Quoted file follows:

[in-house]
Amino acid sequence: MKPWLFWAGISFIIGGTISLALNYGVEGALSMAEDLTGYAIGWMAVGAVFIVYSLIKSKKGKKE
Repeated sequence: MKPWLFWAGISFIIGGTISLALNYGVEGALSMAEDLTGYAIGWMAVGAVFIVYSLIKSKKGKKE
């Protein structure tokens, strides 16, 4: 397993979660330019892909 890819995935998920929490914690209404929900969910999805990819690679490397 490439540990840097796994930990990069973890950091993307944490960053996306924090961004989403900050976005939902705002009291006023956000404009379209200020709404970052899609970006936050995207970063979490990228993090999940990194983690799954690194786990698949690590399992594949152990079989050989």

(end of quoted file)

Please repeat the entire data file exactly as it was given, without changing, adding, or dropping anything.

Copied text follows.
[in-house]
Amino acid sequence: MKPWLFWAGISFIIGGTISLALNYGVEGALSMAEDLTGYAIGWMAVGAVFIVYSLIKSKKGKKE
Repeated sequence: MKPWLFWAGISFIIGGTISLALNYGVEGALSMAEDLTGYAIGWMAVGAVFIVYSLIKSKKGKKE
């Protein structure tokens, strides 16, 4: 397993979660330019892909 890819995935998920929490914690209404929900969910999805990819690679490397 490439540990840097796994930990990069973890950091993307944490960053996306924090961004989403900050976005939902705002009291006023956000404009379209200020709404970052899609970006936050995207970063979490990228993090999940990194983690799954690194786990698949690590399992594949152990079989050989």